Night Photography Tip: How to Use a Remote Switch to Prevent Camera Shake
When taking photos at night, it is essential to prevent camera shake so that your photos will be of utmost quality. While using a tripod can be effective, combining it with a remote switch allows for even greater control over camera shake. In this article, we will look at how to use this helpful accessory. (Reported by: Teppei Kohno)
EOS 760D/ EF-S18-55mm f/3.5-5.6 IS STM/ FL: 18mm (29mm equivalent)/ Shutter-priority AE (f/16, 30 sec, EV+0.3)/ ISO 100/ WB: AWB
Minimizing camera shake for sharp, steady night photos
A: Fix the camera to a tripod
B: Connect the remote switch to the camera
C: Switch to Live View
D: Set to a low ISO speed
E: Use Shutter-priority AE to control the shutter speed
F: Press the shutter button on the remote switch to shoot
Recommended remote switches for those new to night photography
The RS-80N3 switch has an 80cm cable, while the RS-60E3 switch has a 60cm cable. By sliding the shutter button to the lock position, there is no need to keep holding down the button with your finger when you are shooting with a long exposure. Additionally, by using a remote switch you will be able to release the shutter at the ideal moment while being able to continually observe the scene. When you decide to use a remote switch, remember to check which switch is compatible with your camera.
Use a remote switch to minimize camera shake on slow shutter speeds
If you use a high shutter speed, you should be able to capture sharp images at night even if you shoot handheld. However, you will need a tripod if you require slower shutter speeds, especially when you want to capture an image of higher quality, or a sharp picture all the way to the background on a narrow aperture (deep focus), or to capture light trails from cars.
Even when you use a tripod, slight camera shake can still be caused by the impact that occurs when you press the shutter button by hand. You can avoid this camera shake by using the remote switch, which lets you shoot from a distance without touching the camera. To further reduce camera shake, switch to Live View mode to minimise mirror shock caused by the upward and downward movement of the mirror when the shutter is released in viewfinder photography.
How to use the remote switch
(1) Insert the remote switch into the camera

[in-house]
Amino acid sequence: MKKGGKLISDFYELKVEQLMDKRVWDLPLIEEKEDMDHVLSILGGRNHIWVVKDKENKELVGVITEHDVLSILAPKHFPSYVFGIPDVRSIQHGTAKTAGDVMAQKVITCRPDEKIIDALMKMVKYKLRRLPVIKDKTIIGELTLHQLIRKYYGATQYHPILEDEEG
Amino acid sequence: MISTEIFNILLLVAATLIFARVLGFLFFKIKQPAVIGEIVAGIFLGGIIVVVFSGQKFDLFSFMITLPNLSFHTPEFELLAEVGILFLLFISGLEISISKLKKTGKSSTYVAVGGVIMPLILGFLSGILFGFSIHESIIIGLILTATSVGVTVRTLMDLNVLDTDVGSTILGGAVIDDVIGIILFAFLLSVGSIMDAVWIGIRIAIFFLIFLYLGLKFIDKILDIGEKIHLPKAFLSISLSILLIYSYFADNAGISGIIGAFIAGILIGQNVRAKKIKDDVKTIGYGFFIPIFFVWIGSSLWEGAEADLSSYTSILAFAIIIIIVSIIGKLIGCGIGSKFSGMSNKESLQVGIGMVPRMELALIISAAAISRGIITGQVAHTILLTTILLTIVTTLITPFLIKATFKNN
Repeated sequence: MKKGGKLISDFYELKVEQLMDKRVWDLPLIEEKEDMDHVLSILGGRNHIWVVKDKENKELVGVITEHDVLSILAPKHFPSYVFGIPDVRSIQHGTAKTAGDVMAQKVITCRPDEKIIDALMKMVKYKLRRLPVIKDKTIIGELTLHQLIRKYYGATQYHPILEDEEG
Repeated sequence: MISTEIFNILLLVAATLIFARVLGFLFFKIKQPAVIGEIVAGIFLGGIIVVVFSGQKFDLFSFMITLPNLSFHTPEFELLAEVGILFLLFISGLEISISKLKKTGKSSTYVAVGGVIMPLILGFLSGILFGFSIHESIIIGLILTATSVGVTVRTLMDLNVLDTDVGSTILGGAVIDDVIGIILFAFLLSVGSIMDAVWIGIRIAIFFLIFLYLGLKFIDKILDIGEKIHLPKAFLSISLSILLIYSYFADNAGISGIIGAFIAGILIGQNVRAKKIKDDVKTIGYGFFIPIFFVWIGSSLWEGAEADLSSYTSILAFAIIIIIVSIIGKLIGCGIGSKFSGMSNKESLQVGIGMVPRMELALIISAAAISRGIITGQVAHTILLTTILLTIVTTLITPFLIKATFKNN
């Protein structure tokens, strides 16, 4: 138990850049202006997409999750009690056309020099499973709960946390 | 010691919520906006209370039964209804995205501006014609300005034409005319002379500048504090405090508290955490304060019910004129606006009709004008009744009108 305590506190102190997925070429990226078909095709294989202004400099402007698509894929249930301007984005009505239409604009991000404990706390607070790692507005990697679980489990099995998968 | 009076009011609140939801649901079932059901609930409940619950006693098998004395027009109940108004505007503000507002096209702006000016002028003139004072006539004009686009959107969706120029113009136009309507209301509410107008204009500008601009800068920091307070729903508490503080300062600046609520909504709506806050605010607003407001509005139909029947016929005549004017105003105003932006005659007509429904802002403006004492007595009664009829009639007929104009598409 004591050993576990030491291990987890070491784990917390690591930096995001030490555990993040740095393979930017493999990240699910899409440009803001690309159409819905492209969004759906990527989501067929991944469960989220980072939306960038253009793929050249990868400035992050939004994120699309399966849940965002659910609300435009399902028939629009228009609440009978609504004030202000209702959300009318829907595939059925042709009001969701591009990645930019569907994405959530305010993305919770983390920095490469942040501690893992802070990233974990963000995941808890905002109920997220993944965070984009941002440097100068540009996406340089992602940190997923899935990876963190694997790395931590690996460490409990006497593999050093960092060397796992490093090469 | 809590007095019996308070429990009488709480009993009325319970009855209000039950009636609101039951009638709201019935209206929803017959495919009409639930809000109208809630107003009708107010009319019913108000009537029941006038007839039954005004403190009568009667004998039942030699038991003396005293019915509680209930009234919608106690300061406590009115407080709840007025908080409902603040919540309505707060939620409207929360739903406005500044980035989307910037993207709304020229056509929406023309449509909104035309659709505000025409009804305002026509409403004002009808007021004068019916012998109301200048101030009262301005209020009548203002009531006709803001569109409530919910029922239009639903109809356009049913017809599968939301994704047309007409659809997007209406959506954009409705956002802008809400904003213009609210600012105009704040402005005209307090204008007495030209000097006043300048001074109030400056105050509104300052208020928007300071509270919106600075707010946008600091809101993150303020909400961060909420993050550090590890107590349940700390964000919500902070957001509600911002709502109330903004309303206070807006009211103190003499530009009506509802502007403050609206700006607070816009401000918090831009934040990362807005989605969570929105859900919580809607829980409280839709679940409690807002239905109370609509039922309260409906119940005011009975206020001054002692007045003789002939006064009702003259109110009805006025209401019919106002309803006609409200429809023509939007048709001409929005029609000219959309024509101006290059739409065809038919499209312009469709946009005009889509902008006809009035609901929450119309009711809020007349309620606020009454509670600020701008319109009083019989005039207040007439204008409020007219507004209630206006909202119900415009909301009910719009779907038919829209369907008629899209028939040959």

Insert the end of the remote switch cable into the remote control terminal of the camera. To access the terminal, open the terminal cover on the left side of the camera. Ensure that the cable is inserted fully into the terminal.
(2) Set the Exposure mode
To depict long light trails of cars, use Shutter-priority AE and set the shutter speed to 30 seconds. As we are using a tripod here, select a low ISO speed of ISO 100 to capture images with high image quality.
(3) Use the remote switch to release the shutter
The camera focuses when the shutter button on the remote switch is half-pressed. After focusing, press down fully to shoot. If AF (Autofocus) does not work well in nightscapes, use MF (Manual Focus) to adjust the focus.
Bonus tip: Shoot in Live View to avoid mirror shock and camera shake
Good example: Shot in Live View
EOS 760D/ EF-S55-250mm f/4-5.6 IS STM/ FL: 155mm (248mm equivalent)/ Aperture-priority AE (f/11, 30 sec, EV-0.3)/ ISO 100/ WB: AWB
I used a focal length of 155mm (248mm equivalent) on a telephoto lens to make the bridge and high-rise buildings appear nearer, and shot in Live View to prevent mirror shock. This allowed me to capture a very sharp image.
Negative example: Shot using the viewfinder
EOS 760D/ EF-S55-250mm f/4-5.6 IS STM/ FL: 155mm (248mm equivalent)/ Aperture-priority AE (f/11, 30 sec, EV-0.3/ ISO 100/ WB: AWB
I shot with the viewfinder instead of Live View, using the same conditions as the above. The image is blurred due to mirror shock. When shooting with a telephoto lens on a slow shutter speed, like in this example, camera shake becomes even more prominent.
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Born in Tokyo in 1976, Kohno graduated with a Social Work degree from the Department of Sociology of Meiji Gakuin University, and apprenticed with photographer Masato Terauchi. He contributed to the first issue of photography magazine PHaT PHOTO and became an independent photographer after that, in 2003. The author of many books, Kohno not only shoots all sorts of commercial photographs, but also writes prolifically for camera and other magazines.